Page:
As usual, I digress, but at least I left out my wish for the halcyon days, because guess what Disobedience (written and directed by Sebastian Lelio, [Fantastic Woman]) was about? The Jewish culture! I’m on a Hebrew Roll as they say. If you’ve seen the movie poster for Disobedience, you can almost cite the plot to me without ever seeing the film. Rachel Weisz comes home for the funeral of her father only to be tempted back to her true lesbian tendencies that had her excommunicated from the Hasidic culture.

“Fun” fact, wiki Hasidic Jewish Culture and this definition pops up: “The Hasidic movement is unique in its focus on the joyful observance of God’s commandments (mitzvot), heartfelt prayer, and boundless love for God and the world He created.” Which sounds so kind, right? According to the film Disobedience, all’s good as long as you follow the strict rules, which does not include homosexuality or women with fun hairstyles or a sexy sense of fashion.

Rachel Weisz was great as the self-loathing lesbian. I don’t really care for Rachel McAdams as a rule. She was fine in The Notebook, but I don’t see a thing on her IMDB page she’s done since that thrills me. On a Rona Barrett (how’s that for an old reference?) note, she did just have a baby with Jamie Linden and it has to frost her onions that on his IMDB page there are nothing but photos of he and Zoe Deschanel. Anyway, she’s fine for what she had to do in this film; repressed scowling.

Who stole the show for me was Alessandro Nivola, of whom I’ve not had much exposure. His understated, yet moving portrayal of a man scorned was original.

Not a fantastic film, but it held my interest for at least veering from textbook screenwriting in the last half.

Late Marriage from 2001, Consummate This!

After seeing Foxtrot and loving it at Burns Court last week, I sought out an older film starring Lior Ashkenazi with whom I am now obsessed. In a good way of course, but perhaps in a negative sense as he makes me miss both an emotionally abusive social worker (holy oxymoron) I dated and my other Jewish five year once a week boyfriend. Oh well, what are you gonna do? In an odd coincidence, I just started a play reading class at the Temple Beth Shalom. Suffice to say, I’d definitely be willing to convert if it brought back the latter of the two relationships previously mentioned (it’ll never happen since I haven’t heard from said person since the Trump election, no connection other than the date, although perhaps he thought Trump’s slogan was “Make America Date Again”, hardy har har har). But I digressed before I even began! My apologies.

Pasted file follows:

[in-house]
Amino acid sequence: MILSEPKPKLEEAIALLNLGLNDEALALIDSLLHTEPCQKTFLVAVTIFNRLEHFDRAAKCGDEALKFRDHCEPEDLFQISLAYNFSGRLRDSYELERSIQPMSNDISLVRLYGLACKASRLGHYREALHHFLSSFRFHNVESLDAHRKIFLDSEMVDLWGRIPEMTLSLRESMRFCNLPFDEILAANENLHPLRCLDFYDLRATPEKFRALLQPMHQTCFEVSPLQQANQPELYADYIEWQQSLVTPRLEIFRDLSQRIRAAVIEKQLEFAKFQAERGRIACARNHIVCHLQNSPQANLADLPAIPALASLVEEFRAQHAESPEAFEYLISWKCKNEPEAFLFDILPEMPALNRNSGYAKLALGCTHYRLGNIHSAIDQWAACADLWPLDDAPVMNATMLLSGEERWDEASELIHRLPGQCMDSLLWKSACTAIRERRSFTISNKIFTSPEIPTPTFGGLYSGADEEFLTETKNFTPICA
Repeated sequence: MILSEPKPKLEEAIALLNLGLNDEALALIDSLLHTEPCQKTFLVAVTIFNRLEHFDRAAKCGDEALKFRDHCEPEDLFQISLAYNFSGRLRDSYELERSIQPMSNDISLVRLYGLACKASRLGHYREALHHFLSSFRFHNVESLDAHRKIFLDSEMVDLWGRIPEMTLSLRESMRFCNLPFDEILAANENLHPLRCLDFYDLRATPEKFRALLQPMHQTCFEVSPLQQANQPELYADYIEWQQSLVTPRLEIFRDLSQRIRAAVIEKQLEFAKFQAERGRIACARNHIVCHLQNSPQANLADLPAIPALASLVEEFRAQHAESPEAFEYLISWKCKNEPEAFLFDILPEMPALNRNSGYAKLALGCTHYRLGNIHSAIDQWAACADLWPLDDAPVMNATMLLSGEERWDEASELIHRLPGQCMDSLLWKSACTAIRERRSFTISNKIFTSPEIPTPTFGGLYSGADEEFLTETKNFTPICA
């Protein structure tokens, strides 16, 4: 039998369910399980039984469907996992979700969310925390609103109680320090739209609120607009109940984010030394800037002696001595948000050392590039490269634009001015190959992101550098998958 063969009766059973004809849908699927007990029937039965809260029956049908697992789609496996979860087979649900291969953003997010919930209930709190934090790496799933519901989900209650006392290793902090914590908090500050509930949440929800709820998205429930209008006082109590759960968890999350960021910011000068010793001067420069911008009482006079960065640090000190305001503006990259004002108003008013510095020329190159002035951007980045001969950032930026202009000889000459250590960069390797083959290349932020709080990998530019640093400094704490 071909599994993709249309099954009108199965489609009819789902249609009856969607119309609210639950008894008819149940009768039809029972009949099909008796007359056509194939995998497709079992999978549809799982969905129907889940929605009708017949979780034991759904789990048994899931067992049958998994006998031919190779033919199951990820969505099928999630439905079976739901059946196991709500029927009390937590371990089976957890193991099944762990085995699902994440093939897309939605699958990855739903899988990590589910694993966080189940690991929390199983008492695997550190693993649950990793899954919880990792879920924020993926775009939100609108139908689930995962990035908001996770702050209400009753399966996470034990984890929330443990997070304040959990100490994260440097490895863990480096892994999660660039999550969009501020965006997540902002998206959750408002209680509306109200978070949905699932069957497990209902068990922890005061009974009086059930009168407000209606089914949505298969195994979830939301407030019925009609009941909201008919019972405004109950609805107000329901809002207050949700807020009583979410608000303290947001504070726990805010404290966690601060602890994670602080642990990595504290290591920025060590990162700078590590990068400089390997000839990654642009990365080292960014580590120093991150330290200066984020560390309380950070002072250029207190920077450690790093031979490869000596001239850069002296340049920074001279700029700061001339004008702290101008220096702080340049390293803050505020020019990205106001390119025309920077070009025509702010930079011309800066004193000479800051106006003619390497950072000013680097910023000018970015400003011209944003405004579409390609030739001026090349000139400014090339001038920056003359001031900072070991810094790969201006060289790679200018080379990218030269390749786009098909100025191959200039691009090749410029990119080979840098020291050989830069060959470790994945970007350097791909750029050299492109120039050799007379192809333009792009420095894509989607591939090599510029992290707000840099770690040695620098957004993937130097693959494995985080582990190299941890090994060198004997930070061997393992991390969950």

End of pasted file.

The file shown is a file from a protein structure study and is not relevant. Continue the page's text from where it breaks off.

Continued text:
Late Marriage from 2001 was directed by Dover Koshashvili an dis a fun film for both sexes. The basic premise is a Jewish man in his 30’s is causing his family anxiety by not getting married. His relationship with a divorcee does not sit well with his fundamentalist family, and hence, conflict ensues.

But it’s a fun conflict in that the film is written sardonically with terrific sex scenes and great chemistry between Ashkenazi and the hot divorcee (great actress Ronit Elkabetz). Interesting twists forbid me to reveal any more, but suffice to say that the snappy dialogue and interesting narrative (also written by the director) are well worth seeking out at your local library or Netflix.

Foxtrot, Sins of the Father

Foxtrot is an amazing film written and directed by Samuel Moaz. This blog will be exceptionally short because to say much about the film would spoil the various and fantastic surprises that occur.

I can and will say a few things, of course.

First, you know the old real estate slogan: location, location, location. To call Moaz’s keen eye for camera angle artistic, is an understatement. From the downward angle at a mesmerizing tile floor, to the upward reflection off a stagnant water filled trench, to the soldiers’ tilted, sinking bunker, Moaz helps keep us visually stimulated and off center adding to the suspense.

Moaz is ten years older than Asghar Farhadi, yet his film has the delicious obscurity of A Separation and Farhadi’s other great films. This appears to be only Moaz’s third film, yet I know he’ll be a film force to be reckoned with and that Foxtrot is only the beginning.

Tremendous acting was done by: Lior Ashkenazi, Sarah Adler and Yonaton Shiray. Bravo to all, but especially the writer and director, remember his name folks, Samue Moaz!